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Taking Action on Combine Fires

South Dakota farmer Steve Pfeiffer had used all the old tricks to prevent combine fires during sunflower harvest. They didn’t work.  

“We’d tried everything. Asbestos kits around the manifold. Done the old chain drag thing. None of these successful” Pfeiffer recalls. He was so frustrated with the problem he ended up reducing his sunflower acreage partly because “we were just having so much damn trouble with fires, it was a headache.”  

 Then Pfeiffer had a neighbor with a combine fire that went out of control. Afterwards, through word of mouth, he heard about an after-market add-on kit reputed to prevent the problem. He decided to give them a try on two of his three combines.  

 “We bought two (kits) and never had a fire in those machines. But the other combine was plagued with fires all year long,” Pfeiffer says.  

Pfeiffer purchased “FireStop” kits from Harvest Fire, a company started by Dan Humburg, a retired South Dakota State University (SDSU) agricultural engineer professor.  

Humburg is an industry expert in what causes combine fires in the first place, especially in sunflowers, expertise he gained while leading an SDSU research project funded by the South Dakota Oilseeds Council.  

Sunflowers, Humburg says, had become the “poster child for the concept of a fire in a combine.” Growers reported stopping multiple times a day to extinguish smolders in their hopper, usually with a few squirts from a water bottle.  

“If you can imagine the stress of driving your car down the road and knowing that at any moment it’s going to catch fire? Well, you wouldn’t like to start a long trip under that circumstance. (Farmers) have to start harvest with the idea, I’ve got two weeks of this, riding the front edge of the seat smelling air, waiting for the next fire to start,” Humburg says.  

Humburg quickly discovered that sunflower growers had already realized through trial and error that if they went too fast, fires would start, even within minutes of a minor increase in engine load.  

That confirmed Humburg’s suspicion that a hot exhaust system was a likely culprit in ignition. But what was it about sunflowers that made them so volatile as compared to other crops in the first place?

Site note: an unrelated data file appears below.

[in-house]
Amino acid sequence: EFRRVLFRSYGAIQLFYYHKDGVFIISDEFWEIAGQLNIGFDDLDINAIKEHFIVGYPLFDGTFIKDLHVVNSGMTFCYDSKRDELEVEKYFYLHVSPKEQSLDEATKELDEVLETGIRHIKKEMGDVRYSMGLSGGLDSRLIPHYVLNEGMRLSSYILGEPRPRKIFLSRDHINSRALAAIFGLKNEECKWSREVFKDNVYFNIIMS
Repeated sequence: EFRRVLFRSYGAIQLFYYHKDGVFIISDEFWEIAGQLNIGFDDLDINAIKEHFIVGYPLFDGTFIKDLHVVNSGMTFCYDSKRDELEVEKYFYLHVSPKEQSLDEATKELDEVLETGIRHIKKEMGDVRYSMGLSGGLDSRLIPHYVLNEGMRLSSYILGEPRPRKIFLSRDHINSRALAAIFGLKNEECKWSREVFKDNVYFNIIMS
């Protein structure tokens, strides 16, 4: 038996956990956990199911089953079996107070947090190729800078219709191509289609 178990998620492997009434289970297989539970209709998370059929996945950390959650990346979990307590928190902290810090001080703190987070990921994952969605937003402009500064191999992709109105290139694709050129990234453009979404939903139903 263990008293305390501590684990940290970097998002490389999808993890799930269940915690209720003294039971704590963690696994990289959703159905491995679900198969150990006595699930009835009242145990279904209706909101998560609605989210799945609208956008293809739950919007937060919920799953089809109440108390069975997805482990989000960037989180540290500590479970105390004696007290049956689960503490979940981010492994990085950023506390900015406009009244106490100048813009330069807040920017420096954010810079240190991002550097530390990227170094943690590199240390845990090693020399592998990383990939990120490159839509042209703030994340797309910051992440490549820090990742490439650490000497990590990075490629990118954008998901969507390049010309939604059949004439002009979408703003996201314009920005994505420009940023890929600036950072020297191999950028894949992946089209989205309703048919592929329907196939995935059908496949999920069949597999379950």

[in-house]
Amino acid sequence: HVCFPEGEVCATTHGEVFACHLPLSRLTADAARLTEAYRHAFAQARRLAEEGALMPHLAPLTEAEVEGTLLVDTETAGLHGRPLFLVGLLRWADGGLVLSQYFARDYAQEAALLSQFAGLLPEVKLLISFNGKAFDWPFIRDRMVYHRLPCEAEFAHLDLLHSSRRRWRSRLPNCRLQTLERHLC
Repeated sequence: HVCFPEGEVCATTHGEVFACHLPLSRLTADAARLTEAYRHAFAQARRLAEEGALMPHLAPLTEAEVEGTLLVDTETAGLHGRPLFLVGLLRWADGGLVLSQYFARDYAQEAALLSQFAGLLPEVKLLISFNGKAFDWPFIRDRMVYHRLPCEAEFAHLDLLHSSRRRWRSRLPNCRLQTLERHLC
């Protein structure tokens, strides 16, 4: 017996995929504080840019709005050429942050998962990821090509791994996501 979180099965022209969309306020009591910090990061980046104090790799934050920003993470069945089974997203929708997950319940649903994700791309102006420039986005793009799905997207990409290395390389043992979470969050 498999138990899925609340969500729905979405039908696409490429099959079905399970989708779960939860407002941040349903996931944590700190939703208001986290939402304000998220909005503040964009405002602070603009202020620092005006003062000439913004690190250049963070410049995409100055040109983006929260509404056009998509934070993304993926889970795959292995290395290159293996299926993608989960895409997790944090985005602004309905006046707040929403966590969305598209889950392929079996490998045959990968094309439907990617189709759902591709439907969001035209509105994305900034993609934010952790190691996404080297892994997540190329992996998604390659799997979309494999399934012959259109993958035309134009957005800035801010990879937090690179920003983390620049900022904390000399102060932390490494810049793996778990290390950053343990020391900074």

A Dusty Fire-Storm Potential  

In their lab studies, Humburg’s SDSU research team discovered that sunflower pith is ground up as it moves through the threshing system, creating a cloud of friable dust that hangs in the air and clings to all parts of the combine and engine. Was the dust the culprit?  

 “If you look at those particles apart underneath the microscope, they look like Swiss cheese. They’re just big pockets of air and a little bit of material. It’s all primed with air and ready to burn,” Humburg says.  

In ignition tests, sunflower pith dust sitting on a hot plate rose in temperature when the plate was set as low as 500 degrees F, a much lower temperature point than ground-up corn stover or soybean material. Meanwhile, sensors deployed on a combine had recorded temperatures as high as 800 degrees on exhaust components when the combine was well loaded, well above the ignition point for sunflower pith dust.  

Humburg had even heard reports of a sunflower dust cloud seeming to explode. One farmer told him he had stopped and was cleaning off his engine with an air compressor when his father drove by on another combine and sucked some of the dust cloud into his radiator.  

“All of that dust in the air lit up in front of him. He said it looked like you lit a spark on the Fourth of July, there were small sparks sailing and swirling in the air all around,” Humburg says. “That’s what we believe happens when they’re in the field under the right conditions. When they cross the engine-load threshold that brings the exhaust temperature to that level, it ignites as soon as it hits the turbo in the air stream. And now you have this blast of air going there that’s carrying sparks.”  

 Those sparks settle into the hopper, most typically on the left side of the machine where the air blast is pushed, starting a small, growing burn unless the farmer catches it — usually by the scent of smoldering sunflower seeds, Humburg says.  

 Humburg’s research turned into add-on kit prototypes that filter the air that hits the exhaust system, preventing the dust from being ignited in the first place. This turned into a business after he retired from SDSU in 2016, largely because of a steady barrage of requests from farmers. Harvest Fire currently sells FireStop kits for $5,950 for multiple older Case IH and John Deere combine models. In addition, they can create kits for models they don’t have per request.  

 Humburg says that combine manufacturers have “paid attention” to the SDSU work, and newer combine models may be less likely to ignite. However, it can depend on the model, the crop and the grower’s specific conditions.  

Firestop Kit Information